Unprocessed: Day 3 & why Thomas Keller improves all things

Ad Hoc at Home, by Chef Thomas Keller

Today, over my garden omelet and coffee, I scoured the internet and my collection of cookbooks for recipes. The goals were to find dishes that were low maintenance, kept in the fridge, travelled well and were of course, unprocessed.

Surprisingly, Chef Thomas Keller’s Ad Hoc at Home cookbook yielded more practical,  prep-ahead meals than five other cook books and a web search combined. (Warning: I have a ridiculous crush on Thomas Keller. Be ready for a lot of his work this month.)


This weeks lunch menu will be built around leftovers from Thomas Keller’s “deceptively simple” roast chicken and roasted root vegetables, made Sunday night and stashed in the fridge.

The roast chicken has a great flavor and serves well warm or cold. Keller’s recipe calls for carrots, potatoes, turnips and rutabaga with the bird. I opted for carrots, onions, red potatoes and sweet potatoes, mostly because those items from the market were about to go bad. (Warning: roasted root veggies, though wonderful warm with salt, do not serve very well cold.)

Learn to make TK’s roasted chicken, á la family meal, courtesy of No Reservations with Anthony Bourdain. (I have a crush on him too.)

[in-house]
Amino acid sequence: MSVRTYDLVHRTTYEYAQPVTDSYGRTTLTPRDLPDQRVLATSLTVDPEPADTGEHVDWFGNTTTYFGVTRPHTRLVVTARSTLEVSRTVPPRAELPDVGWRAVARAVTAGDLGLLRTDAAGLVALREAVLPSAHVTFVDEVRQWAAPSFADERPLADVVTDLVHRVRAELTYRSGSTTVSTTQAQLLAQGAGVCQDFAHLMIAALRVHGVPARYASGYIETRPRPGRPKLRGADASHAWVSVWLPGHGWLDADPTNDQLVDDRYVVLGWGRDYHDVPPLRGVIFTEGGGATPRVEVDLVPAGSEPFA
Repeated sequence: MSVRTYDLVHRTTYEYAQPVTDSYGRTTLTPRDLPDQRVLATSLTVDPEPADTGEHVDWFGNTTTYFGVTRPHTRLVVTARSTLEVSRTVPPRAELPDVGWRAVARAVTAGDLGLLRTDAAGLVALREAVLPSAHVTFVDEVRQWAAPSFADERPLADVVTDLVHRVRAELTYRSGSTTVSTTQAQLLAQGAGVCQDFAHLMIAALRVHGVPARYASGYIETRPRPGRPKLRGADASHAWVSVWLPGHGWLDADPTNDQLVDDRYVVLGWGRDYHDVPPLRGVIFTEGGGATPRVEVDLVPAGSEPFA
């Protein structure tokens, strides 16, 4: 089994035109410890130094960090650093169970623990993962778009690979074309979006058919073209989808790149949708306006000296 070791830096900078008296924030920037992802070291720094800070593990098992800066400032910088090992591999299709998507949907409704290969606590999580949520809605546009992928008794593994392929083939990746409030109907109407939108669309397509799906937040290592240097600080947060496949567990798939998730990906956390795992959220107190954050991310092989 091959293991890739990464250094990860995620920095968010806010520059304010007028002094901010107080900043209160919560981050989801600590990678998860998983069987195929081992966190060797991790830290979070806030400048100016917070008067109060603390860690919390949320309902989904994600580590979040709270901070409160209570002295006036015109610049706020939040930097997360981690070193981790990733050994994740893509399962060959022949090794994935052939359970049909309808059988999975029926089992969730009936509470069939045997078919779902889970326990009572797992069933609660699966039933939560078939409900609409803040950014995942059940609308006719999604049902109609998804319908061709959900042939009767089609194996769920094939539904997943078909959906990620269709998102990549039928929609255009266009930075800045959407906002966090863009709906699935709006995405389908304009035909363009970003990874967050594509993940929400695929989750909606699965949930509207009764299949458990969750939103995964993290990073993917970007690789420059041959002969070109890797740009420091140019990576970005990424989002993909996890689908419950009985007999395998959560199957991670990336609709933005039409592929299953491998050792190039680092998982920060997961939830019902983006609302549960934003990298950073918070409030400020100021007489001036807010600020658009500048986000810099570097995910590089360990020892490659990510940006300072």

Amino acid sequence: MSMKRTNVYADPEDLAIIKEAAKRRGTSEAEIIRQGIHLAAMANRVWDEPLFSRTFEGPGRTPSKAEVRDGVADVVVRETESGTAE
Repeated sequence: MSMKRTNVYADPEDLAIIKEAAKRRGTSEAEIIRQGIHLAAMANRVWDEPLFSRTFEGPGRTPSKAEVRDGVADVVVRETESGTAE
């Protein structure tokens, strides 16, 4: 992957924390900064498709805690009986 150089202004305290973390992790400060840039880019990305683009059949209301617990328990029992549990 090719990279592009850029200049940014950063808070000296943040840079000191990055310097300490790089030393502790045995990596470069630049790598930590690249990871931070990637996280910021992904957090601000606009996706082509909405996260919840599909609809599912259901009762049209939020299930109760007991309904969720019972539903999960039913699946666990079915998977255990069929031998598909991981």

Carrots and celery with homemade ranch will be a staple snack this week. Homemade ranch was already one of my favorite things and normally I use my variation (2 parts mayo or aioli to one part buttermilk, seasoned with one clove chopped garlic and a pinch each of chives, salt, coarse pepper, parsley and cayenne) but I decided to give TK’s recipe for buttermilk dressing a try in the spirit of my Keller theme. (It’s on page 182 of the book and includes mint, among other things)

Positives of homemade ranch dressing – cheaper in the long run and it’s infinitely better than the goopy, chicken-finger dip you buy at the grocery store

Negatives of homemade ranch dressing – shelf life on this, when refrigerated, varies wildly based on the freshness of your original ingredients (learned that one the hard way)


Breakfast won’t have as much Four-Star Chef flair. However, all of this will be about 2 weeks worth of breakfast plus quite a few snacks at a total cost of about $15, minus the brie. (The cheese is horrifically expensive, but I make it last forever, because life without brie isn’t worth living)

Breakfasts this week will include some combination of:

  • apples
  • grapes
  • bananas
  • greek yogurt (more on the adventure of homemade yogurt later)
  • toasted raw oats (living in my desk at work)
  • brie
  • almonds (also living in my desk at work)
  • Farmers Market wheat bread
  • peanut butter (only ground peanuts and salt, made less than an hour from home)

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